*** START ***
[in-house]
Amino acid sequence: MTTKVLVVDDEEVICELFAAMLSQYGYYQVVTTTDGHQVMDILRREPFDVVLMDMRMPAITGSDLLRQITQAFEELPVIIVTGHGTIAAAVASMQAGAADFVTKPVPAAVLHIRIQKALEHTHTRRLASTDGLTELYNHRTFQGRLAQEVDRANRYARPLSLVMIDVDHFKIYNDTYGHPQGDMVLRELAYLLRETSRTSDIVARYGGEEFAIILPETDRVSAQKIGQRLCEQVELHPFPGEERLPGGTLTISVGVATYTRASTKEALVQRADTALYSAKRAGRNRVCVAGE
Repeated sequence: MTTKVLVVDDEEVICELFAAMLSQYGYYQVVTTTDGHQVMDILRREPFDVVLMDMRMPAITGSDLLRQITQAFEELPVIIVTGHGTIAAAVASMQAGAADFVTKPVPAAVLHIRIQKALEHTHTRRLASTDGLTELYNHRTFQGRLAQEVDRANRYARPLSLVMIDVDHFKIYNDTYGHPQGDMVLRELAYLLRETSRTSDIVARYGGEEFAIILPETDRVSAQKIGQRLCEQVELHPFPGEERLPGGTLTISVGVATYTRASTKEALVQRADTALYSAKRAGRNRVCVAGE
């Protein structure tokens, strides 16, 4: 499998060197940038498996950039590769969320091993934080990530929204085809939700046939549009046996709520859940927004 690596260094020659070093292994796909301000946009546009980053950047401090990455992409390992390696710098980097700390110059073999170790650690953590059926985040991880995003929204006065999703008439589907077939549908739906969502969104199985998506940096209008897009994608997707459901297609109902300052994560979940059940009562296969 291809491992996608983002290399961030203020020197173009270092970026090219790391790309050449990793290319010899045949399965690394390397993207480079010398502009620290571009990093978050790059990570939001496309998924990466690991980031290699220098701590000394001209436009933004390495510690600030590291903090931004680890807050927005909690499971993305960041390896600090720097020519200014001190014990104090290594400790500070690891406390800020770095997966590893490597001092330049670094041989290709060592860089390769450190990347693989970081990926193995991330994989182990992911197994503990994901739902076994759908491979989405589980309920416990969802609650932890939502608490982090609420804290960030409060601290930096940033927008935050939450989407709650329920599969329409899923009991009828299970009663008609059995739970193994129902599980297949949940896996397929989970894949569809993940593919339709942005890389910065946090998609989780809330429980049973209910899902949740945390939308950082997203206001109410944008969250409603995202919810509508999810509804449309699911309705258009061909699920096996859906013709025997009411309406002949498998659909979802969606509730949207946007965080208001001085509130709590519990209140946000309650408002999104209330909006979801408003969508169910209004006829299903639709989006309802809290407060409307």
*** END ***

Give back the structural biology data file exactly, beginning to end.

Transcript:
[in-house]
Amino acid sequence: MTTKVLVVDDEEVICELFAAMLSQYGYYQVVTTTDGHQVMDILRREPFDVVLMDMRMPAITGSDLLRQITQAFEELPVIIVTGHGTIAAAVASMQAGAADFVTKPVPAAVLHIRIQKALEHTHTRRLASTDGLTELYNHRTFQGRLAQEVDRANRYARPLSLVMIDVDHFKIYNDTYGHPQGDMVLRELAYLLRETSRTSDIVARYGGEEFAIILPETDRVSAQKIGQRLCEQVELHPFPGEERLPGGTLTISVGVATYTRASTKEALVQRADTALYSAKRAGRNRVCVAGE
Repeated sequence: MTTKVLVVDDEEVICELFAAMLSQYGYYQVVTTTDGHQVMDILRREPFDVVLMDMRMPAITGSDLLRQITQAFEELPVIIVTGHGTIAAAVASMQAGAADFVTKPVPAAVLHIRIQKALEHTHTRRLASTDGLTELYNHRTFQGRLAQEVDRANRYARPLSLVMIDVDHFKIYNDTYGHPQGDMVLRELAYLLRETSRTSDIVARYGGEEFAIILPETDRVSAQKIGQRLCEQVELHPFPGEERLPGGTLTISVGVATYTRASTKEALVQRADTALYSAKRAGRNRVCVAGE
């Protein structure tokens, strides 16, 4: 499998060197940038498996950039590769969320091993934080990530929204085809939700046939549009046996709520859940927004 690596260094020659070093292994796909301000946009546009980053950047401090990455992409390992390696710098980097700390110059073999170790650690953590059926985040991880995003929204006065999703008439589907077939549908739906969502969104199985998506940096209008897009994608997707459901297609109902300052994560979940059940009562296969 291809491992996608983002290399961030203020020197173009270092970026090219790391790309050449990793290319010899045949399965690394390397993207480079010398502009620290571009990093978050790059990570939001496309998924990466690991980031290699220098701590000394001209436009933004390495510690600030590291903090931004680890807050927005909690499971993305960041390896600090720097020519200014001190014990104090290594400790500070690891406390800020770095997966590893490597001092330049670094041989290709060592860089390769450190990347693989970081990926193995991330994989182990992911197994503990994901739902076994759908491979989405589980309920416990969802609650932890939502608490982090609420804290960030409060601290930096940033927008935050939450989407709650329920599969329409899923009991009828299970009663008609059995739970193994129902599980297949949940896996397929989970894949569809993940593919339709942005890389910065946090998609989780809330429980049973209910899902949740945390939308950082997203206001109410944008969250409603995202919810509508999810509804449309699911309705258009061909699920096996859906013709025997009411309406002949498998659909979802969606509730949207946007965080208001001085509130709590519990209140946000309650408002999104209330909006979801408003969508169910209004006829299903639709989006309802809290407060409307």